Many companies manufacture LEDs. There are over 5,000 varied LEDs available, and they vary greatly as to brightness, lux, light-dispersal (viewing) angle, useful lifetime, and lifetime.
Some are very cheap, some are quite expensive, but all cost more than neon for equal illumination.
Allen Signs Manufacturing only uses SolarBrite™ LEDs that are rated to retain 80% of their brightness for 60,000+ hours. These are the most expensive, but highest value, conventional LEDs. Our selection of LEDs is what makes our signs brighter, and last longer.
A SolarBrite™ LED incorporates a new kind of chip, different from all other LEDs. Allen Signs Manufacturing is an industry leader in the implementation of new technology in advertising.
SolarBrite™ LEDs utilize military specification coatings on the circuit boards the LEDs are attached to, preventing corrosion and electrical problems.
Like neon, LEDs are also affected by voltage. For instance, an LED will also burn nearly 100% brighter if you double the power feeding it. The LED will last about 1/6 as long, however, making this alternative quite expensive in total cost. We power our SolarBrite™ LEDs properly.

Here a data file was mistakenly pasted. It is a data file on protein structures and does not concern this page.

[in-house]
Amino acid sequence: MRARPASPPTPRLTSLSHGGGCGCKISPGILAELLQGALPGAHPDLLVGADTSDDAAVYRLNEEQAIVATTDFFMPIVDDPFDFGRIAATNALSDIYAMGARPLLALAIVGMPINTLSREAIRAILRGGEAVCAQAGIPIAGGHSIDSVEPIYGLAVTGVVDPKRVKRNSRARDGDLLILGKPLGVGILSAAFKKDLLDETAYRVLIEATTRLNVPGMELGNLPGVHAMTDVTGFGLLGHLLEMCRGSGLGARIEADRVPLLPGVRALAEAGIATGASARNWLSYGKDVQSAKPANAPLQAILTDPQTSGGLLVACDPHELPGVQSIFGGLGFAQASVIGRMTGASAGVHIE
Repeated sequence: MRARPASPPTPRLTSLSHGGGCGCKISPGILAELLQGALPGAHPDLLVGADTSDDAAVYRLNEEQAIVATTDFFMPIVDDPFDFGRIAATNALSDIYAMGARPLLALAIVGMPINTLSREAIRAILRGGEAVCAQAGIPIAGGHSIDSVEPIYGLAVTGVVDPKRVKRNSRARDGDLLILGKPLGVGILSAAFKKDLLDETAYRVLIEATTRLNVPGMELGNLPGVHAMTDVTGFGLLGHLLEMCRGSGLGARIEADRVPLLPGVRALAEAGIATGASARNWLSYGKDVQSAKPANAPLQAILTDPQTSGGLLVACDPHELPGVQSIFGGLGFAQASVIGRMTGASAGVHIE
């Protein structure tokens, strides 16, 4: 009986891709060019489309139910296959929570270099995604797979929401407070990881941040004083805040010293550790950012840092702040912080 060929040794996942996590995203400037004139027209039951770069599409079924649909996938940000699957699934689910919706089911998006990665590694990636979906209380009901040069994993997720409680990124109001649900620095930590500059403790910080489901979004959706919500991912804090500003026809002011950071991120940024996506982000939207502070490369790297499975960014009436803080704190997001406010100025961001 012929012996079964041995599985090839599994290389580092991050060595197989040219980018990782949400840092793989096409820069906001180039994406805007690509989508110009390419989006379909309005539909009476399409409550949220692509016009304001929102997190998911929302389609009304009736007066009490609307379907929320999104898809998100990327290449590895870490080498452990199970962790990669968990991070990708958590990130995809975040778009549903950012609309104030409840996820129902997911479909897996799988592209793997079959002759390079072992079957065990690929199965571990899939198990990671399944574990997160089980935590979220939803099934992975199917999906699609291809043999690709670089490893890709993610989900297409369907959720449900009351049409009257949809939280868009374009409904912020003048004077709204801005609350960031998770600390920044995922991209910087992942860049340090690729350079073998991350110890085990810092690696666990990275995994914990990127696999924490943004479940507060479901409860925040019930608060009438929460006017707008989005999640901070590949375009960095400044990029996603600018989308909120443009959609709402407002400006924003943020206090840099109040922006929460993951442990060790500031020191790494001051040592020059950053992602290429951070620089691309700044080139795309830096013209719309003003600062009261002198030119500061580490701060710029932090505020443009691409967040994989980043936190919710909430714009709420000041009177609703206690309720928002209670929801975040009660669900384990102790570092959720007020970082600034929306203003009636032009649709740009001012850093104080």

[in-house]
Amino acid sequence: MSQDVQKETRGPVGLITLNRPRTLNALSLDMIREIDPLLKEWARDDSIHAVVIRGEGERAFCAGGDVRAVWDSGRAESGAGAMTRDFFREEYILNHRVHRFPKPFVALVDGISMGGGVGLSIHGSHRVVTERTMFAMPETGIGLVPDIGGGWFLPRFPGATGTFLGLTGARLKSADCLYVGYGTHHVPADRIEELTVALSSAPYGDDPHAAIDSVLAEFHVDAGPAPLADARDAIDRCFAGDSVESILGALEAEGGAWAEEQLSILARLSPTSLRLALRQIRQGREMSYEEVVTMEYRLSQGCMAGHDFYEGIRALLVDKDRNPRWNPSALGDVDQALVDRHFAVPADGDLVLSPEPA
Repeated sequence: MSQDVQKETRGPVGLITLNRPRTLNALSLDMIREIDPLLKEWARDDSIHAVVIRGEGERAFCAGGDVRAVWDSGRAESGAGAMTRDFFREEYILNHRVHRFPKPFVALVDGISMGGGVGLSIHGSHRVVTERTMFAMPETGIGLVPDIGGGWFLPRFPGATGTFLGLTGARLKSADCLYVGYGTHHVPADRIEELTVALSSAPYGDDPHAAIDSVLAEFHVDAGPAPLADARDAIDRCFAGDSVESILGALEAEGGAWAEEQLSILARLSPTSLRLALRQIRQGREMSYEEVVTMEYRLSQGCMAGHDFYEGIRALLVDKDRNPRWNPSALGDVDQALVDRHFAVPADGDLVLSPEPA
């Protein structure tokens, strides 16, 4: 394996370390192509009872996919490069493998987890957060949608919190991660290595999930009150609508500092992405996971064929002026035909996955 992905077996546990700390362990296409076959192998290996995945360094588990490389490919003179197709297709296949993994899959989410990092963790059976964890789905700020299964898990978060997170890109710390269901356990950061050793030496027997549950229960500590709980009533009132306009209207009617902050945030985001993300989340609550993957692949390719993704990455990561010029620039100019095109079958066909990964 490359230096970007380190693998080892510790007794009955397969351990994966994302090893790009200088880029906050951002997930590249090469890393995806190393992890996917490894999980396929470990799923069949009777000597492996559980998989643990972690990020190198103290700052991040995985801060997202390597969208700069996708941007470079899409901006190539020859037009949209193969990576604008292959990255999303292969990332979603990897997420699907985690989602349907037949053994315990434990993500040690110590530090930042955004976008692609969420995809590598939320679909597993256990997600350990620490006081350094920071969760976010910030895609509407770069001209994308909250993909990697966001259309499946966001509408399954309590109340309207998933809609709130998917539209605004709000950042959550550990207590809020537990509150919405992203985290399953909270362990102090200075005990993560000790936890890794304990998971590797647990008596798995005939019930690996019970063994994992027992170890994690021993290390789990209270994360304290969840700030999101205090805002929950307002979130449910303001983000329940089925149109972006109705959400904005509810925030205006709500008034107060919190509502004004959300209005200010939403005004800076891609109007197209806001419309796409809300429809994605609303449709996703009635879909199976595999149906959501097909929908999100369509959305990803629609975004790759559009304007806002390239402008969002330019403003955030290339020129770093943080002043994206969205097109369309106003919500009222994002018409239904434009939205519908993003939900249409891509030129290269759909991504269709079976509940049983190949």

These new channel letter lights automatically rotate thru 7 or more different internally-lighted face colors!
Or, custom colors can be generated!
The duration time between color changes is remotely controllable, or you can "pause" on a single color.
Every channel letter can change colors independently is desired.
Colors in Motion™
One of the absolute necessities of a successful sign is to draw attention.
Solar Powered Signs
SolarBrite™ LED Channel Letter signs can be economically directly solar powered, without even using an energy-robbing inverter, saving you even more!
You are saving much more than just energy, and money.
Energy-Saving LetterLites™ Signs
LetterLites™ consume 0.1 watt per light at 5 volts DC! One thousand lights left on 8 hours per day for 365 days will use $4.01 in electricity.
NIGHTTIME COMPARISON DAYTIME COMPARISON
Everything Lighted Everything Lighted Only LetterLites™ Lighted
A LetterLites™ Channel Letter "H" EnergySaving Sign
A "S" exposed double-stroke red neon channel letter
A "I" internally LED lighted white channel letter with red vinyl graphics
A "G" Day/Night Black/White channel letter
A "N" blue acrylic internally lighted channel letter with a backplate
What are LEDs?
A light-emitting diode (LED) is a semiconductor device that emits incoherent monochromatic light when electrically biased in the forward direction. This effect is a form of electroluminescence. The color depends on the semiconducting material used, and can be near-ultraviolet, visible or infrared.